Saturday, September 19, 2009

Life Beyond Death

By Ramon Martinez de Pison, 267 pages, Novalis.

This sweeping introduction to an often-ignored topic takes us through thousands of years of theological reflection on life and death in the Judeo-Christian landscape. This includes interesting discussions on the important Greek contribution, especially in its dualistic, body-soul mindset.

De Pison shows how Catholic theologians can borrow not only from many eras of our tradition, but also from Protestants. He notes the important Protestant contribution to a more experience-based theology, something that happened in fits-and-starts in Catholicism until finally embraced in a more complete way in the 1950s and '60s.

The author also takes us through the agonizing of the biblical Job, who couldn't accept his friends' explanations for his terrible experiences. He finally had to let go of his attachment to health, wealth, and planning, and more deeply relate to God.

Life Beyond Death follows the path of Pope John Paul II's New Evangelization, for which we “need to develop a more imaginative interpretation of the Christian faith as well as traditional Church teaching regarding our ultimate destiny. We have to use our imagination, as our sisters and brothers of the past did, in order to present in a creative manner the essence of the biblical message along with the dogmatic pronouncements of the Church on what lies beyond death.”

This statement, by honouring the imagination of the past, reflects how this book follows Vatican II's embrace of certain aspects of modernity, such as a more historically-sensitive view, but only within the confines of a robustly developed tradition. Again, de Pisan's following words mirror John Paul II's mindset:

“However, to be creative does not mean to be unfaithful to our credo. It involves, rather, interpreting creatively our Christian heritage in such a way that we may continue to present its deepest meaning to the faithful.”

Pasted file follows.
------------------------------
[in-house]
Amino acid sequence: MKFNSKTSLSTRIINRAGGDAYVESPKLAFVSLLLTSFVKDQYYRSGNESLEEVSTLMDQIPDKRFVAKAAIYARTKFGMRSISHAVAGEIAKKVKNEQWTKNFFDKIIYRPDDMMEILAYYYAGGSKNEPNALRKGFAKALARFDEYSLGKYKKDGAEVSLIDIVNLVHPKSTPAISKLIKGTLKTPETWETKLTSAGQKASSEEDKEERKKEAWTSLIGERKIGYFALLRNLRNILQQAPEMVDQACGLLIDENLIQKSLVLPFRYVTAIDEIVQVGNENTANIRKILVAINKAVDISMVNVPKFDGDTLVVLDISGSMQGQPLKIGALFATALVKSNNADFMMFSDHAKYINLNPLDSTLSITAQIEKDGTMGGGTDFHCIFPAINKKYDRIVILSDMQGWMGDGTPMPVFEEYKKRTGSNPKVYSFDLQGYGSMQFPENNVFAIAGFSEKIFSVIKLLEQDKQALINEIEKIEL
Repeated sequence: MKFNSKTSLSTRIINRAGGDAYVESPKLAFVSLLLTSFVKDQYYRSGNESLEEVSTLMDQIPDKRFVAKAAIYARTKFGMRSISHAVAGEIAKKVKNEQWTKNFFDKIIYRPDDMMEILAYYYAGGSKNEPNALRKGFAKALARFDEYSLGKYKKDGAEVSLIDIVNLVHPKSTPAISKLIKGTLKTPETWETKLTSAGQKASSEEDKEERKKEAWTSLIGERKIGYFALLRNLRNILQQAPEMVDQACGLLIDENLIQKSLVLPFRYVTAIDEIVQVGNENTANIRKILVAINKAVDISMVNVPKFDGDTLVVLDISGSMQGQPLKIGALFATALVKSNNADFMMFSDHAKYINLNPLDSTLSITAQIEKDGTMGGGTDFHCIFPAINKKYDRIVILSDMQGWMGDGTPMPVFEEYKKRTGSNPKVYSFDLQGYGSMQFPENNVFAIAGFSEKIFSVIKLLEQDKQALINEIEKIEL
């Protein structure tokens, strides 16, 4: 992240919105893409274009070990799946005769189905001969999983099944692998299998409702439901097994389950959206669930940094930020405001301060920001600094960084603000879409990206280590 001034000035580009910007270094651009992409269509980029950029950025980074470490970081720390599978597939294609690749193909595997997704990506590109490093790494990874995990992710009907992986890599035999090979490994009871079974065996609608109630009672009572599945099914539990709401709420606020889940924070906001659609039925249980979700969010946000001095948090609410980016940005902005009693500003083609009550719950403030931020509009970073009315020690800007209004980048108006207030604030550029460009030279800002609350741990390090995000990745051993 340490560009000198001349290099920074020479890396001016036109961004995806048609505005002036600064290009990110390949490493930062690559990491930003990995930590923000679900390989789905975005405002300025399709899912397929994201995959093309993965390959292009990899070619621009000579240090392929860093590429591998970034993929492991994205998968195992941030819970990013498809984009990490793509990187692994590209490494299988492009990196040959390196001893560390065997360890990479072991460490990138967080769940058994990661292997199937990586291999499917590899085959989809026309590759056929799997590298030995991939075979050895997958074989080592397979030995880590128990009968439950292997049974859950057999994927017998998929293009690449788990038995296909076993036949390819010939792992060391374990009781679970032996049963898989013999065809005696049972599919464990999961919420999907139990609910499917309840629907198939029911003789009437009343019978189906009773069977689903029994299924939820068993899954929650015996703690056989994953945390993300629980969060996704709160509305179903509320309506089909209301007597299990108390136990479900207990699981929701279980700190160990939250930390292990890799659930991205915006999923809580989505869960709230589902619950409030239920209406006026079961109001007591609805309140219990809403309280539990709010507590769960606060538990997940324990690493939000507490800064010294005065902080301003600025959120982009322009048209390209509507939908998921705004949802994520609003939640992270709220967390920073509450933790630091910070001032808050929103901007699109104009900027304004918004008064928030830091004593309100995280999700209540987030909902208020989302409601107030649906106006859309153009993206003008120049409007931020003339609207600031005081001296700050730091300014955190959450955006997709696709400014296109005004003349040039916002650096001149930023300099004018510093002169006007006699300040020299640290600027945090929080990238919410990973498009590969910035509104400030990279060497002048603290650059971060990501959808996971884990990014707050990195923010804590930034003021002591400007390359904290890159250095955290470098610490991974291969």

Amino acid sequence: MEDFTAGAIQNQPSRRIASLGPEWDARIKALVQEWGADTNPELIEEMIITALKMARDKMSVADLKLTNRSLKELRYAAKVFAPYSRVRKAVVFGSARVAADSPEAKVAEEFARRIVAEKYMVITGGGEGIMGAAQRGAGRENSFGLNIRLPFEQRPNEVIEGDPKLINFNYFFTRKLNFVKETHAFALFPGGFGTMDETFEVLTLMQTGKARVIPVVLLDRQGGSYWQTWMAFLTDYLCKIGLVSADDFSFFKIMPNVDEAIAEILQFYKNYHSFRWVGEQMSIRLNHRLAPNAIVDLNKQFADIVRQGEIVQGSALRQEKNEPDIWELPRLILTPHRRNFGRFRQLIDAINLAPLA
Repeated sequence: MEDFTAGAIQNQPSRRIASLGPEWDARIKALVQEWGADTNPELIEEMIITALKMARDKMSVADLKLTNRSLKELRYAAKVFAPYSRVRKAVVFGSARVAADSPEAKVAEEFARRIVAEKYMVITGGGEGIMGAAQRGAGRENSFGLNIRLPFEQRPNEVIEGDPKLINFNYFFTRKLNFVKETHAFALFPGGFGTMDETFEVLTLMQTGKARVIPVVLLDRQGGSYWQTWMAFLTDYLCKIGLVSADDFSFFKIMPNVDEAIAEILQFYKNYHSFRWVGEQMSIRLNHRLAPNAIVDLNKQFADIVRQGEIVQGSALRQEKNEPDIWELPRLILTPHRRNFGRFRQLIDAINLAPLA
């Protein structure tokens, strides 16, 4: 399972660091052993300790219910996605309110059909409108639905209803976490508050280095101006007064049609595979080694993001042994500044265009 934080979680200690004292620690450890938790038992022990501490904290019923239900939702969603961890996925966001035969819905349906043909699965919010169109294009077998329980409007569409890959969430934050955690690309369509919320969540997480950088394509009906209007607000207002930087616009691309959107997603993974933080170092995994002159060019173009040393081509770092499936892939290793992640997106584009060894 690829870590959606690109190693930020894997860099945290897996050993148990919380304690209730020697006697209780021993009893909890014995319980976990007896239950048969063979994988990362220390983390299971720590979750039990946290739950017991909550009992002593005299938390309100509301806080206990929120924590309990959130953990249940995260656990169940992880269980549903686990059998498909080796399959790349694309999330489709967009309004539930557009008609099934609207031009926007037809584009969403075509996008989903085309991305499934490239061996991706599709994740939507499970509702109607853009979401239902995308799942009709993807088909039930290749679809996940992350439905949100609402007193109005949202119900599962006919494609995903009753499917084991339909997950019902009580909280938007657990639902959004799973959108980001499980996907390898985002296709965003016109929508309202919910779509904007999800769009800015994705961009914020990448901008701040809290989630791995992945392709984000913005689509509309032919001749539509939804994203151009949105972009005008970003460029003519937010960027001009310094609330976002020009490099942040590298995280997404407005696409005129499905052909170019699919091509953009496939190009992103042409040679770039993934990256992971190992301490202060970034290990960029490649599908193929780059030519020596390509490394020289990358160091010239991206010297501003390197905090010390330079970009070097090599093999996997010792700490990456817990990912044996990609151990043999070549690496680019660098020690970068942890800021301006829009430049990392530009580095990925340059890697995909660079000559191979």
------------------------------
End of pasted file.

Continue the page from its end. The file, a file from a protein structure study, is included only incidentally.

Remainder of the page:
De Pisan offers a forceful theology while warning against dogmatism and moral or biblical rigidity. He spends a lot of time on hermeneutics, which is the science of interpretation. This is one of the greatest issues facing Christians right now – how to revere and follow the Bible without falling into the literalist trap?

De Pisan makes the interesting remark that the Bible itself is a series of interpretations, or hermeneutics, of what people were living. They were continuously interpreting and analyzing their journey with each other and with God.

Thus when the author discusses life after death in the biblical tradition, he says that the Book of Revelation spoke more to the ancients than it does for us today, because it was written in a kind of code for certain believers. In order for us to continue a Christian belief in the afterlife, we have to re-adapt these symbolic teachings, bringing their spirit into the post-modern world.

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